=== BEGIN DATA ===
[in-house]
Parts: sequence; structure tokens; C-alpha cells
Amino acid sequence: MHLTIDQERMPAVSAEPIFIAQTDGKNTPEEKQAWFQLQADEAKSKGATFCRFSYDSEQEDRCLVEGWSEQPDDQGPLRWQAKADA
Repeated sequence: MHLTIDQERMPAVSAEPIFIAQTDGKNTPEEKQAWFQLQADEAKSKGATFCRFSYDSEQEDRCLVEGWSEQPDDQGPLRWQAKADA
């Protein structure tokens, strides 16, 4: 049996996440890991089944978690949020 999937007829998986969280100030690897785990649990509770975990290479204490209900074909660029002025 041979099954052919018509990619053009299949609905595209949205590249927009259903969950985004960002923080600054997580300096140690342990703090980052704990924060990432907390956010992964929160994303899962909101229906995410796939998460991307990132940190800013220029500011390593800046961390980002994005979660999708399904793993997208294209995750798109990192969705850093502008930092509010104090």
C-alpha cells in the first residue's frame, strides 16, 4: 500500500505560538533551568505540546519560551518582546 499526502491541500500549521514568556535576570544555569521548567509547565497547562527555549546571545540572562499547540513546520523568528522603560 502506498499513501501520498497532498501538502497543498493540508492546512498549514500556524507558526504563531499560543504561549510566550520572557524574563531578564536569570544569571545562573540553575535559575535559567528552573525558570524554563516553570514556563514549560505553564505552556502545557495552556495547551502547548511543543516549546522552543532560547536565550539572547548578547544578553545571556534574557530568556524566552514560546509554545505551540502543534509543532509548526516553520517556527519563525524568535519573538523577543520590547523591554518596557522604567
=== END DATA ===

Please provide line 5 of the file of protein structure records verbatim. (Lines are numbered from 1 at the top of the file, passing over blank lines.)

């Protein structure tokens, strides 16, 4: 049996996440890991089944978690949020 999937007829998986969280100030690897785990649990509770975990290479204490209900074909660029002025 041979099954052919018509990619053009299949609905595209949205590249927009259903969950985004960002923080600054997580300096140690342990703090980052704990924060990432907390956010992964929160994303899962909101229906995410796939998460991307990132940190800013220029500011390593800046961390980002994005979660999708399904793993997208294209995750798109990192969705850093502008930092509010104090």